Facts, Hypotheses, Theories, and Laws: What’s the Difference?

Perhaps no topic in science garners more confusion among the general public than the distinction between a theory and a hypothesis. This confusion is highly regrettable, because the distinction is one of the most fundamental concepts in science, and a lack of understanding about these definitions leads to a great deal of confusion. Therefore, I will attempt to alleviate the maelstrom of nonsense and bewilderment surrounding these terms and endow my readers with a proper understanding of their meanings.


Let’s begin with the definition of “fact.” This is actually the hardest of these terms to define. Basically, it’s just something that has been observed and tested and shown to be true. Importantly, facts generally don’t offer explanations, they are just how things are. If we want an explanation of why things are the way that they are, we have to turn to hypotheses and theories.


This is where most people mess up. In the common vernacular, a theory is “an educated guess,” but in science, an educated guess is a hypothesis, not a theory. Further, when I ask my students to define a theory, I often get answers like, “something that we think is true, but haven’t tested,” or even worse, “an idea that can’t be tested.” Television further reinforces these misconceptions, by constantly misusing “theory.” In virtually every episode of shows like “House M.D.” and “Bones” someone says, “my theory is that…” The reality is that in science, a theory is much, much more than just an educated guess. In fact, theories are the highest form of scientific certainty. They have been rigorously test over and over again and they have been shown to have a very high predictive power. In other words, they consistently and accurately predict the outcomes of experiments.

For example, suppose that I am currently holding a pen in the air. What will happen if I release my hand? Hopefully, you all thought, “the pen will drop,” but why did you make that prediction? In fact, you were simply applying the theory of universal gravity. This is the theory that all bodies produce gravity and are acted upon by the gravity of other bodies. Also note that by dropping the pen, I would demonstrate the fact of gravity. In other words, it is a fact that gravity took hold of the pen and caused it to fall. To explain that fact, we apply the theory of universal gravity which tells us that the earth produces a field of gravity which attracted the pen (in reality of course the theory also tells us the exact rate of acceleration of the pen). So you see, we use theories to explain facts. As such, they actually supersede facts in their certainty and importance.


So if a theory is an explanatory framework with a high predictive power, what then is a hypothesis? A hypothesis is basically an educated guess. It’s a possible explanation that hasn’t yet achieved the certainty of a theory. There may be experimental support behind it, but not on the level that a theory has. It is, however, entirely possible for a hypothesis to become a theory once enough evidence has been accumulated.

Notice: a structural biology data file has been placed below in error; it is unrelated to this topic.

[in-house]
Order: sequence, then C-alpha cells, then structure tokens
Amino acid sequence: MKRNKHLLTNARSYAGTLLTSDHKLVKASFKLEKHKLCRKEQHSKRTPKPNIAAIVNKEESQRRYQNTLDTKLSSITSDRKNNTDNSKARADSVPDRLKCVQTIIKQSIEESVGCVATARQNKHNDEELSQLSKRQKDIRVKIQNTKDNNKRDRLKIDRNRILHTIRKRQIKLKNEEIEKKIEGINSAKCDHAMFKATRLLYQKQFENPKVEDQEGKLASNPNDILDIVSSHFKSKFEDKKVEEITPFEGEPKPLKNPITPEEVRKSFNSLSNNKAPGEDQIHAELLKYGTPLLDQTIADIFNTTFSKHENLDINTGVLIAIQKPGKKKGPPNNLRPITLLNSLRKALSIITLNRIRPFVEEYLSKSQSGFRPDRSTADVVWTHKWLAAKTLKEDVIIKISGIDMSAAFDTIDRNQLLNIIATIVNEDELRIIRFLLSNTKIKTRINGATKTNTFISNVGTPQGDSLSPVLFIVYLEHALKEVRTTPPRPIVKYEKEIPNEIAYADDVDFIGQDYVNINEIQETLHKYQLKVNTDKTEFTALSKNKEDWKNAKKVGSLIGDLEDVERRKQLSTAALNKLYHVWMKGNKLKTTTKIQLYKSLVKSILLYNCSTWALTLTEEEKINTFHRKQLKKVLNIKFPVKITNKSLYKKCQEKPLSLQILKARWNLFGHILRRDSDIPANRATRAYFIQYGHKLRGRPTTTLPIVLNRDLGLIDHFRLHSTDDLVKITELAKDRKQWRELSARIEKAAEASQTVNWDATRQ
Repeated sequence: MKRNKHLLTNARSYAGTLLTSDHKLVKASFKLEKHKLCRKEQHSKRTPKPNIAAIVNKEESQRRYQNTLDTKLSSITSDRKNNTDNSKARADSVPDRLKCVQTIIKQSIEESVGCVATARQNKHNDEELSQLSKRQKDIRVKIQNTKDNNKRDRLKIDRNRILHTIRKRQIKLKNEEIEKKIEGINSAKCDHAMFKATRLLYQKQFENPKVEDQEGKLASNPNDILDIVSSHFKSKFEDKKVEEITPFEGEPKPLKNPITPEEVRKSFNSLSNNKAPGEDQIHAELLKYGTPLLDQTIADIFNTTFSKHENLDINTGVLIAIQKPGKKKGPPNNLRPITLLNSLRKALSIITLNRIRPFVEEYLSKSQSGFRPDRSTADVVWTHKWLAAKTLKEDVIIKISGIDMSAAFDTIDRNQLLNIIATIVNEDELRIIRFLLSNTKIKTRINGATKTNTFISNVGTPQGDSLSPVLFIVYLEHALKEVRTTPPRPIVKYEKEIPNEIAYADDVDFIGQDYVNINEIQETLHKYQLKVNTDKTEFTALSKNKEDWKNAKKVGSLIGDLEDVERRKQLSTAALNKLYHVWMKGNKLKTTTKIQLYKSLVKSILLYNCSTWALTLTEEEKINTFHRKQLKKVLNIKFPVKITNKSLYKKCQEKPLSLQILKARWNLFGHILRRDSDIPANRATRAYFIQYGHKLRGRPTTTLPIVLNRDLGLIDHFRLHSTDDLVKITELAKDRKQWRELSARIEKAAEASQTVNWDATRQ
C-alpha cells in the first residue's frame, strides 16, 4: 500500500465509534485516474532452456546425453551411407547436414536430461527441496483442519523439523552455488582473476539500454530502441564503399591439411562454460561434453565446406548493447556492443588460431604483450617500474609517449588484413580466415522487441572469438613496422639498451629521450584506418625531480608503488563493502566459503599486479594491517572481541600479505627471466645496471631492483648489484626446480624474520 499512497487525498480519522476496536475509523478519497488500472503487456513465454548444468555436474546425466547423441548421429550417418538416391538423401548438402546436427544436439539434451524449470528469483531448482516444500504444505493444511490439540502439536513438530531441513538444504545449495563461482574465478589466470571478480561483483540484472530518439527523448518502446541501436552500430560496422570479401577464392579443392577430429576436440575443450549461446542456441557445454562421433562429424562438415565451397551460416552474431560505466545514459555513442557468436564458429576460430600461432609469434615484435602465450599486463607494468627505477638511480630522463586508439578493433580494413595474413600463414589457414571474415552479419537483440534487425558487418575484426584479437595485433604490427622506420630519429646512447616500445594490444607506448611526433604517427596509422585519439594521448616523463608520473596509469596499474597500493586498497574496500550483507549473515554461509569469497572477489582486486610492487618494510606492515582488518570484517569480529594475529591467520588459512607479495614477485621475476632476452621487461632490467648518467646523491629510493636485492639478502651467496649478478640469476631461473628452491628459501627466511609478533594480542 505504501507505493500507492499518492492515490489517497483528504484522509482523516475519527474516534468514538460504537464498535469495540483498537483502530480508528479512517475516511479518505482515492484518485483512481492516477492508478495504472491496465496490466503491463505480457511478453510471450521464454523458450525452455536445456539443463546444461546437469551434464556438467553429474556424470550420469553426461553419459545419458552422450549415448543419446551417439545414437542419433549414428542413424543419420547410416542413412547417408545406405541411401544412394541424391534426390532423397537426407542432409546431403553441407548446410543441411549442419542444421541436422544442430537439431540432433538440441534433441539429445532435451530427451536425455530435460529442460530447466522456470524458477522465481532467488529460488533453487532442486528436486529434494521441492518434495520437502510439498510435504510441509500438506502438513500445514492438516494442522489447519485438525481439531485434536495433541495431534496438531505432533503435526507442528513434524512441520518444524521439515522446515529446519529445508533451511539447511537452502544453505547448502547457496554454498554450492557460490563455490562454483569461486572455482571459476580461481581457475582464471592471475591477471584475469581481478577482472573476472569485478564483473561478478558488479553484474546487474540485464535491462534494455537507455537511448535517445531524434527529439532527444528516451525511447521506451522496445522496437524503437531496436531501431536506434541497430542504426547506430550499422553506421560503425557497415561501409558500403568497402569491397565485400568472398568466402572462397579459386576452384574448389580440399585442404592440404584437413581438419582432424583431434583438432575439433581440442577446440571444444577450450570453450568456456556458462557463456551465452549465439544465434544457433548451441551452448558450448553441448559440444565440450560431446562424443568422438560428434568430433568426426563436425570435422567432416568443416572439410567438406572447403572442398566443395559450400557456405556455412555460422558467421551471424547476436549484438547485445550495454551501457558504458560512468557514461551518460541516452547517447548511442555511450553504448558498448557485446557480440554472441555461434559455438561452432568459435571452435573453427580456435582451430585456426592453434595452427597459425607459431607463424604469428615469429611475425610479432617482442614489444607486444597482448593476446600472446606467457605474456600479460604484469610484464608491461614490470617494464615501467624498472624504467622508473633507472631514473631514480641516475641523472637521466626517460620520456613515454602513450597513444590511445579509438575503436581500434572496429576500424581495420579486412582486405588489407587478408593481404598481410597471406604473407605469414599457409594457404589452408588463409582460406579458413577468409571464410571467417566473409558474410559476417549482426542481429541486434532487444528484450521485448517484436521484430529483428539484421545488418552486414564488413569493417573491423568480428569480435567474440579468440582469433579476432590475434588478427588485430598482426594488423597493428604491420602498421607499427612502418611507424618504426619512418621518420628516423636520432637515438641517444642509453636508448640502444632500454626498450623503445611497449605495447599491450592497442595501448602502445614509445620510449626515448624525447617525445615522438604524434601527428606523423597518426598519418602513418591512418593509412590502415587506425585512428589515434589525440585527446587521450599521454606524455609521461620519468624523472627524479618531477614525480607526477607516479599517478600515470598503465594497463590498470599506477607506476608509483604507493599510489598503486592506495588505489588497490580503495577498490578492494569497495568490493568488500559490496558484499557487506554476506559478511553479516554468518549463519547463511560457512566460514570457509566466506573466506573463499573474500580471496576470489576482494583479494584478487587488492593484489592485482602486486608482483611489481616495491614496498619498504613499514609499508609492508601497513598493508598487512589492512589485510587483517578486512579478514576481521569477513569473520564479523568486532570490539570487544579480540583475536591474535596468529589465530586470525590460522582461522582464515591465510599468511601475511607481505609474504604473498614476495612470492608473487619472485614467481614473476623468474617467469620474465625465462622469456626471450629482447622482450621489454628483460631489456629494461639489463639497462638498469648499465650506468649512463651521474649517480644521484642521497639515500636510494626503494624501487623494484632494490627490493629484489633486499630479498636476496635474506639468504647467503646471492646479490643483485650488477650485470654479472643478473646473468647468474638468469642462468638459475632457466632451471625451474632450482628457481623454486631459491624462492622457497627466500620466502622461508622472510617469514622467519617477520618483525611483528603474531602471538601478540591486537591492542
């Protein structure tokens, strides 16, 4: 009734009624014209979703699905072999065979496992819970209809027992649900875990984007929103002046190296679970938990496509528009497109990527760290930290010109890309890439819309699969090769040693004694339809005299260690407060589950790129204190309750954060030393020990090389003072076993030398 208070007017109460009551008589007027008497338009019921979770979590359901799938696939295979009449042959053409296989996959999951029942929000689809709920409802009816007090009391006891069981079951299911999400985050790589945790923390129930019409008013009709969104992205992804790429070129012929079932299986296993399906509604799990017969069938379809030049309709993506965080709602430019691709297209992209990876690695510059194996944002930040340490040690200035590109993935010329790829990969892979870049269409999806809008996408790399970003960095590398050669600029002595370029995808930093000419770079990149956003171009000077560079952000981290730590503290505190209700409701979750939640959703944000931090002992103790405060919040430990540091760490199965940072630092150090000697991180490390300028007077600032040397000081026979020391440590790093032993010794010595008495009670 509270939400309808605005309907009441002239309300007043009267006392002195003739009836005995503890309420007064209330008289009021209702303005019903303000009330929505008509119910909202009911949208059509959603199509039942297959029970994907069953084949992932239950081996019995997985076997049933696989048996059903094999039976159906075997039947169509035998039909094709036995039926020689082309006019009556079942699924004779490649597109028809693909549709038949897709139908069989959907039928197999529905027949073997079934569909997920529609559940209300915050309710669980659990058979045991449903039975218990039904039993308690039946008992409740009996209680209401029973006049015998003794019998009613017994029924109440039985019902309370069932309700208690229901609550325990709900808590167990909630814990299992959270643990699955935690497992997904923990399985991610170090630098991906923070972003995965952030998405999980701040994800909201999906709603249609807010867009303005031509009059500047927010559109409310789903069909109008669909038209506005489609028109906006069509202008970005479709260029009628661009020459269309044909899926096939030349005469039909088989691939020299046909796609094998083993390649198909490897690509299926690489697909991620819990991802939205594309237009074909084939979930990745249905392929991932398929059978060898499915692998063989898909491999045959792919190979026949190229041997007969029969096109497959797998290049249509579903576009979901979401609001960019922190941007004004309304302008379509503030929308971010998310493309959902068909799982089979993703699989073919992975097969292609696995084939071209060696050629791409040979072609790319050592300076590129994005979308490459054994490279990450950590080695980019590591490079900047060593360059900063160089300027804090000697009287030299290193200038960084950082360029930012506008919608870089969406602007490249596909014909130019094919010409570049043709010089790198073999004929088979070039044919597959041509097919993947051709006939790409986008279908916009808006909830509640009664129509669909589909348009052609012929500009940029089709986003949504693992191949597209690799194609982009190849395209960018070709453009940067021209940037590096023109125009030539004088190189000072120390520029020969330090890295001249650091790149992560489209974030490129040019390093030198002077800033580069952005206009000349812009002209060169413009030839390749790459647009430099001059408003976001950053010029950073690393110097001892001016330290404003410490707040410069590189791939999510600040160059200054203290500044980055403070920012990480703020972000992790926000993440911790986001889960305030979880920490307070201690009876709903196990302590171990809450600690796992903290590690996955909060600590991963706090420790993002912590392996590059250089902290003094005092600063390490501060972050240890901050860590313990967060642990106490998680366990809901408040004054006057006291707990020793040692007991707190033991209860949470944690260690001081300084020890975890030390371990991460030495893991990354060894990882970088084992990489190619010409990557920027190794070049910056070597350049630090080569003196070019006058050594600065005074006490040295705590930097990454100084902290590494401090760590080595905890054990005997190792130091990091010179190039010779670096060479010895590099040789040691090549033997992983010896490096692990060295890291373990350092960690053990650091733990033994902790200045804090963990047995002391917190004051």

At this point, you all are probably wondering what a law is, because my explanation of a theory probably sounds a lot like what you expected for the definition of a law, and there is a very good reason for that. Namely, the terms “theory” and “law” are essentially synonymous. “Law” is an older term that we don’t use as much anymore, but it has the same level of certainty as a theory. For example, the law of universal gravity and the theory of universal gravity are synonyms. They mean the exact same thing and either one is equally correct.

So why does this matter? Other than scientists, who really cares if people say “theory” when they mean “hypothesis?” The reality is that this confusion leads to a great many misunderstandings and faulty arguments. The most prominent example is the argument that, “evolution shouldn’t be being taught as a fact because it’s just a theory.” As we’ve just seen, theories are actually our highest form of scientific certainty, and they actually supersede facts because they explain the facts. So saying, “evolution is just a theory” is no different from saying, “gravity is just a law.” Theories make up the cornerstones of every branch of science. For example, the germ theory of disease states that viruses, bacteria, etc. make us sick, cell theory states that all living things are made of cells, atomic theory states that all matter is made of atoms, etc. Obviously, there aren’t any outcries about people teaching the notion that matter is made of elements as a fact, even though its “just a theory.” Further, all theories contain a factual component because they explain the facts (I illustrated this previously with my gravity example). So, when it comes to evolution, the idea that life on this planet has slowly changed over millions of years is considered scientific fact. We have ample evidence for it from fossils, genetics, etc. The theory is the “theory of evolution by natural selection” which states that natural selection has been the primary driver of evolution. So the core thing that most creationists oppose (i.e., the idea that life has evolved) is not a theory, it is a fact. The theory of natural selection simply explains what caused those changes to take place.

In summary, a fact is a tested and confirmed observation or measurement. A hypothesis is basically an educated guess, and the terms theory and law synonymously describe a thoroughly tested explanatory framework which has a high predictive power and explains facts.

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